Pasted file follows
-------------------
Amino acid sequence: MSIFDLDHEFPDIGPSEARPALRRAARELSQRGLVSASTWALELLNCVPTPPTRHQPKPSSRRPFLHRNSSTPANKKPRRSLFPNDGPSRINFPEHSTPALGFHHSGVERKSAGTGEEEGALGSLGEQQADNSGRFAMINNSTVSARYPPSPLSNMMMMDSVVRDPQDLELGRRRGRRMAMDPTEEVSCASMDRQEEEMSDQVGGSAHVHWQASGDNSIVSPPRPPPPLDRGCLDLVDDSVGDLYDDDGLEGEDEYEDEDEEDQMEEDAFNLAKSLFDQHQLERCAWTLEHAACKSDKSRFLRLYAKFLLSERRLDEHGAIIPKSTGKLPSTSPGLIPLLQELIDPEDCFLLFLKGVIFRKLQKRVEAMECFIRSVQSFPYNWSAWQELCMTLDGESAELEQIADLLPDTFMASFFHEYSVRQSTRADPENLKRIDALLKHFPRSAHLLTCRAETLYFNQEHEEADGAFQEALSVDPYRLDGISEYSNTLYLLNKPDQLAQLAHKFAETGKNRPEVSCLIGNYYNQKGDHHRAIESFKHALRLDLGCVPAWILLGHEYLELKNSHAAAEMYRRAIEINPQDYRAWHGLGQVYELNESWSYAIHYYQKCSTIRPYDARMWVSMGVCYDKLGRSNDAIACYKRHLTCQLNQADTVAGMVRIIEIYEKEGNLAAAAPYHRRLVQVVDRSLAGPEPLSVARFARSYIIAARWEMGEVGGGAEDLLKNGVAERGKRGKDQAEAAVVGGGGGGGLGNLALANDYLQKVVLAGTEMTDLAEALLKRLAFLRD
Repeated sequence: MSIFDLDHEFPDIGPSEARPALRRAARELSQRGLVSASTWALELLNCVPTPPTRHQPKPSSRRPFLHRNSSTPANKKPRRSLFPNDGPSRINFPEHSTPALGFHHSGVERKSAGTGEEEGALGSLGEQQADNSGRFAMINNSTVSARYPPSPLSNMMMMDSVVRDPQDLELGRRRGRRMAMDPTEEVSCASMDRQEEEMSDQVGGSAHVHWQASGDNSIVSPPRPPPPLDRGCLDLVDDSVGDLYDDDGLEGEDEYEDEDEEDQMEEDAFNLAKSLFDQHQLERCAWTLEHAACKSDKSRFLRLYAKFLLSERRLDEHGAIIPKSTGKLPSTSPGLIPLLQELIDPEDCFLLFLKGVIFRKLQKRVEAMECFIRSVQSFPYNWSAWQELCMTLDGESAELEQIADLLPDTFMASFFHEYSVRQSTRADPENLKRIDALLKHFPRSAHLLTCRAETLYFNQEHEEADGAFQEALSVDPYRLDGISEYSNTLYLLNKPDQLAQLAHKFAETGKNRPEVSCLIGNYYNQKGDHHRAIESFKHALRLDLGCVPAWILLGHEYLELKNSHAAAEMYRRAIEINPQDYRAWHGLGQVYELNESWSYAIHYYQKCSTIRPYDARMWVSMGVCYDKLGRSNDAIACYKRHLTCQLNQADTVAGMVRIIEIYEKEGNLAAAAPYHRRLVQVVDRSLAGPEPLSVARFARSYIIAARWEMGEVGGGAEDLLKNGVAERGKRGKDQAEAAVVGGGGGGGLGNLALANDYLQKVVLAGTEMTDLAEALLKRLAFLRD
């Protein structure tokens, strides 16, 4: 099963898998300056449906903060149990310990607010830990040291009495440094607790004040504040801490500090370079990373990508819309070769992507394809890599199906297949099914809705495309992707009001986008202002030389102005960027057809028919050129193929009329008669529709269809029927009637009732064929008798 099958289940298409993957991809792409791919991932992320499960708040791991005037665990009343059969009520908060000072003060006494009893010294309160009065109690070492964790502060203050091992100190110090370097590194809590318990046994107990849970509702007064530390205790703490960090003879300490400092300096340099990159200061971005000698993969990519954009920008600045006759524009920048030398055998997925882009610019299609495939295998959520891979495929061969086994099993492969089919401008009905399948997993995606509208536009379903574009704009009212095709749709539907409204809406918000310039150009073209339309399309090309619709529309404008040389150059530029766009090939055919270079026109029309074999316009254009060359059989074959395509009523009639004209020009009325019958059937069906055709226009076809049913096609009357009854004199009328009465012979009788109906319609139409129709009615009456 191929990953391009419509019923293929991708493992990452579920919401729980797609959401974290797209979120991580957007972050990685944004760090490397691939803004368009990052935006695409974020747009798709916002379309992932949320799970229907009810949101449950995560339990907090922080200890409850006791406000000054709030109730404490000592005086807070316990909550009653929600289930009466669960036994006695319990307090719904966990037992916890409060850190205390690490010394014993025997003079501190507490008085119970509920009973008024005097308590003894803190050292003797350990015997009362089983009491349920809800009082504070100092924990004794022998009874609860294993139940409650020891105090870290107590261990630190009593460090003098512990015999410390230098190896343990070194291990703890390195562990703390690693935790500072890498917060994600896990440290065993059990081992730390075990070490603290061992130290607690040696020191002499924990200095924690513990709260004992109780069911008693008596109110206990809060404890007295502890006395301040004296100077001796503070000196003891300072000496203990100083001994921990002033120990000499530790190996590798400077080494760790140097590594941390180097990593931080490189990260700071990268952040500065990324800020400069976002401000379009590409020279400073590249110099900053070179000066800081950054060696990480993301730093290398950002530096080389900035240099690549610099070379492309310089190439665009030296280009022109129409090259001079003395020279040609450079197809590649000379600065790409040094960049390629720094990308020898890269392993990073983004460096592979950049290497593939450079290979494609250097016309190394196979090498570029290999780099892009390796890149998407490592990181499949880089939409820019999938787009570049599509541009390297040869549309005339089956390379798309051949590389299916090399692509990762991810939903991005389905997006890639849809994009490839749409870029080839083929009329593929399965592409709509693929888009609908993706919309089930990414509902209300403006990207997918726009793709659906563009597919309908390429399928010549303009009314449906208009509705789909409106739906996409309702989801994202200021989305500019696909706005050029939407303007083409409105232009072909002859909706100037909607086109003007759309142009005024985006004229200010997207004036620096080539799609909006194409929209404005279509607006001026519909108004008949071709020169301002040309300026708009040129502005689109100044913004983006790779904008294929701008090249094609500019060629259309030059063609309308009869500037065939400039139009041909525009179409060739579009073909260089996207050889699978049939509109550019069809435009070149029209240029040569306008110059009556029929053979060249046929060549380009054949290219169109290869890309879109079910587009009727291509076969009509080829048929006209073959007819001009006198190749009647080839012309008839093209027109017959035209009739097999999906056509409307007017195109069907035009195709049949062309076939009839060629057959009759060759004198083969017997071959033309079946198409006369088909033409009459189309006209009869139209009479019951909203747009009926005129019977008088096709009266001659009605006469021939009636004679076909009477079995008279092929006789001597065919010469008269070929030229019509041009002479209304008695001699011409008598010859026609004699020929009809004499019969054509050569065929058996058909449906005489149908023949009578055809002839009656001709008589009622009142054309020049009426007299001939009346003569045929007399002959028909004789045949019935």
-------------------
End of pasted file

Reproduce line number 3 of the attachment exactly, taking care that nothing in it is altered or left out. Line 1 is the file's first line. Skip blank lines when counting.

């Protein structure tokens, strides 16, 4: 099963898998300056449906903060149990310990607010830990040291009495440094607790004040504040801490500090370079990373990508819309070769992507394809890599199906297949099914809705495309992707009001986008202002030389102005960027057809028919050129193929009329008669529709269809029927009637009732064929008798 099958289940298409993957991809792409791919991932992320499960708040791991005037665990009343059969009520908060000072003060006494009893010294309160009065109690070492964790502060203050091992100190110090370097590194809590318990046994107990849970509702007064530390205790703490960090003879300490400092300096340099990159200061971005000698993969990519954009920008600045006759524009920048030398055998997925882009610019299609495939295998959520891979495929061969086994099993492969089919401008009905399948997993995606509208536009379903574009704009009212095709749709539907409204809406918000310039150009073209339309399309090309619709529309404008040389150059530029766009090939055919270079026109029309074999316009254009060359059989074959395509009523009639004209020009009325019958059937069906055709226009076809049913096609009357009854004199009328009465012979009788109906319609139409129709009615009456 191929990953391009419509019923293929991708493992990452579920919401729980797609959401974290797209979120991580957007972050990685944004760090490397691939803004368009990052935006695409974020747009798709916002379309992932949320799970229907009810949101449950995560339990907090922080200890409850006791406000000054709030109730404490000592005086807070316990909550009653929600289930009466669960036994006695319990307090719904966990037992916890409060850190205390690490010394014993025997003079501190507490008085119970509920009973008024005097308590003894803190050292003797350990015997009362089983009491349920809800009082504070100092924990004794022998009874609860294993139940409650020891105090870290107590261990630190009593460090003098512990015999410390230098190896343990070194291990703890390195562990703390690693935790500072890498917060994600896990440290065993059990081992730390075990070490603290061992130290607690040696020191002499924990200095924690513990709260004992109780069911008693008596109110206990809060404890007295502890006395301040004296100077001796503070000196003891300072000496203990100083001994921990002033120990000499530790190996590798400077080494760790140097590594941390180097990593931080490189990260700071990268952040500065990324800020400069976002401000379009590409020279400073590249110099900053070179000066800081950054060696990480993301730093290398950002530096080389900035240099690549610099070379492309310089190439665009030296280009022109129409090259001079003395020279040609450079197809590649000379600065790409040094960049390629720094990308020898890269392993990073983004460096592979950049290497593939450079290979494609250097016309190394196979090498570029290999780099892009390796890149998407490592990181499949880089939409820019999938787009570049599509541009390297040869549309005339089956390379798309051949590389299916090399692509990762991810939903991005389905997006890639849809994009490839749409870029080839083929009329593929399965592409709509693929888009609908993706919309089930990414509902209300403006990207997918726009793709659906563009597919309908390429399928010549303009009314449906208009509705789909409106739906996409309702989801994202200021989305500019696909706005050029939407303007083409409105232009072909002859909706100037909607086109003007759309142009005024985006004229200010997207004036620096080539799609909006194409929209404005279509607006001026519909108004008949071709020169301002040309300026708009040129502005689109100044913004983006790779904008294929701008090249094609500019060629259309030059063609309308009869500037065939400039139009041909525009179409060739579009073909260089996207050889699978049939509109550019069809435009070149029209240029040569306008110059009556029929053979060249046929060549380009054949290219169109290869890309879109079910587009009727291509076969009509080829048929006209073959007819001009006198190749009647080839012309008839093209027109017959035209009739097999999906056509409307007017195109069907035009195709049949062309076939009839060629057959009759060759004198083969017997071959033309079946198409006369088909033409009459189309006209009869139209009479019951909203747009009926005129019977008088096709009266001659009605006469021939009636004679076909009477079995008279092929006789001597065919010469008269070929030229019509041009002479209304008695001699011409008598010859026609004699020929009809004499019969054509050569065929058996058909449906005489149908023949009578055809002839009656001709008589009622009142054309020049009426007299001939009346003569045929007399002959028909004789045949019935």